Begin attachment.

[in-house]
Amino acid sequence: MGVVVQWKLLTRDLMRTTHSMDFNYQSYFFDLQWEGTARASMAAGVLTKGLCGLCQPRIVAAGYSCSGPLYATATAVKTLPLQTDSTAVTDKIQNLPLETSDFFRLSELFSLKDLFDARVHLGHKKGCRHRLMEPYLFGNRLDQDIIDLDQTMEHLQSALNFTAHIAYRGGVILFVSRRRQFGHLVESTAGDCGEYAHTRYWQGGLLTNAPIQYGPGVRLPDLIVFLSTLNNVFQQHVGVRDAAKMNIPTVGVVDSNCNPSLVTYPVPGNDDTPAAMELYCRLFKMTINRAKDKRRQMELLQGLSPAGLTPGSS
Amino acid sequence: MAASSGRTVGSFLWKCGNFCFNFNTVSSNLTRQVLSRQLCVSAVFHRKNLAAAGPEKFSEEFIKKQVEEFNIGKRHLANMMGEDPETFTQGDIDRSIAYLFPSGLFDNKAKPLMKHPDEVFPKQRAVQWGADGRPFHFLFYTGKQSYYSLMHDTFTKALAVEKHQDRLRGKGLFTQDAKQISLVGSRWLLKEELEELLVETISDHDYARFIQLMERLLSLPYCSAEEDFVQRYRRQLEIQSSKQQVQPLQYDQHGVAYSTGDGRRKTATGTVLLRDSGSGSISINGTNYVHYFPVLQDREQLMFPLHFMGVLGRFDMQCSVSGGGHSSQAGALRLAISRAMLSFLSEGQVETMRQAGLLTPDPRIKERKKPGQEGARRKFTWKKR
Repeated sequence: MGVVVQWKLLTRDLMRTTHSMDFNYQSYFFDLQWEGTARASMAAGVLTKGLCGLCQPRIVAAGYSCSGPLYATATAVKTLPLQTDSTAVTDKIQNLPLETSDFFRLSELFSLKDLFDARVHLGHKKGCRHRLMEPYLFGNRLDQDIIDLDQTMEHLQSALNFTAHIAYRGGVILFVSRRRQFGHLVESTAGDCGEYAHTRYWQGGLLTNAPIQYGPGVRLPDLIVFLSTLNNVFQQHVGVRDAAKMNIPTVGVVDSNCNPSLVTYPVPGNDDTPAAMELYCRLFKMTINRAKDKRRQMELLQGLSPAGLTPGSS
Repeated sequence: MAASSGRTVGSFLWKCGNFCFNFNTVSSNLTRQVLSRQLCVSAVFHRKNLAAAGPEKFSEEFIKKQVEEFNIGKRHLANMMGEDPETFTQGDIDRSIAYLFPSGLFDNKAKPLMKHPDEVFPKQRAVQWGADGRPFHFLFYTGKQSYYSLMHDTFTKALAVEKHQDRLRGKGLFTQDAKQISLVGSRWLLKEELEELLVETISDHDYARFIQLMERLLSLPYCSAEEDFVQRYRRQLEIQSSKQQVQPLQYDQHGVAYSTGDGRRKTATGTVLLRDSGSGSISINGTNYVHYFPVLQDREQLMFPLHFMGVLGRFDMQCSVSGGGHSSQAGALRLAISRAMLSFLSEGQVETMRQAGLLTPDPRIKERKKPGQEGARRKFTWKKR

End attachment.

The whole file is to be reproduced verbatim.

[in-house]
Amino acid sequence: MGVVVQWKLLTRDLMRTTHSMDFNYQSYFFDLQWEGTARASMAAGVLTKGLCGLCQPRIVAAGYSCSGPLYATATAVKTLPLQTDSTAVTDKIQNLPLETSDFFRLSELFSLKDLFDARVHLGHKKGCRHRLMEPYLFGNRLDQDIIDLDQTMEHLQSALNFTAHIAYRGGVILFVSRRRQFGHLVESTAGDCGEYAHTRYWQGGLLTNAPIQYGPGVRLPDLIVFLSTLNNVFQQHVGVRDAAKMNIPTVGVVDSNCNPSLVTYPVPGNDDTPAAMELYCRLFKMTINRAKDKRRQMELLQGLSPAGLTPGSS
Amino acid sequence: MAASSGRTVGSFLWKCGNFCFNFNTVSSNLTRQVLSRQLCVSAVFHRKNLAAAGPEKFSEEFIKKQVEEFNIGKRHLANMMGEDPETFTQGDIDRSIAYLFPSGLFDNKAKPLMKHPDEVFPKQRAVQWGADGRPFHFLFYTGKQSYYSLMHDTFTKALAVEKHQDRLRGKGLFTQDAKQISLVGSRWLLKEELEELLVETISDHDYARFIQLMERLLSLPYCSAEEDFVQRYRRQLEIQSSKQQVQPLQYDQHGVAYSTGDGRRKTATGTVLLRDSGSGSISINGTNYVHYFPVLQDREQLMFPLHFMGVLGRFDMQCSVSGGGHSSQAGALRLAISRAMLSFLSEGQVETMRQAGLLTPDPRIKERKKPGQEGARRKFTWKKR
Repeated sequence: MGVVVQWKLLTRDLMRTTHSMDFNYQSYFFDLQWEGTARASMAAGVLTKGLCGLCQPRIVAAGYSCSGPLYATATAVKTLPLQTDSTAVTDKIQNLPLETSDFFRLSELFSLKDLFDARVHLGHKKGCRHRLMEPYLFGNRLDQDIIDLDQTMEHLQSALNFTAHIAYRGGVILFVSRRRQFGHLVESTAGDCGEYAHTRYWQGGLLTNAPIQYGPGVRLPDLIVFLSTLNNVFQQHVGVRDAAKMNIPTVGVVDSNCNPSLVTYPVPGNDDTPAAMELYCRLFKMTINRAKDKRRQMELLQGLSPAGLTPGSS
Repeated sequence: MAASSGRTVGSFLWKCGNFCFNFNTVSSNLTRQVLSRQLCVSAVFHRKNLAAAGPEKFSEEFIKKQVEEFNIGKRHLANMMGEDPETFTQGDIDRSIAYLFPSGLFDNKAKPLMKHPDEVFPKQRAVQWGADGRPFHFLFYTGKQSYYSLMHDTFTKALAVEKHQDRLRGKGLFTQDAKQISLVGSRWLLKEELEELLVETISDHDYARFIQLMERLLSLPYCSAEEDFVQRYRRQLEIQSSKQQVQPLQYDQHGVAYSTGDGRRKTATGTVLLRDSGSGSISINGTNYVHYFPVLQDREQLMFPLHFMGVLGRFDMQCSVSGGGHSSQAGALRLAISRAMLSFLSEGQVETMRQAGLLTPDPRIKERKKPGQEGARRKFTWKKR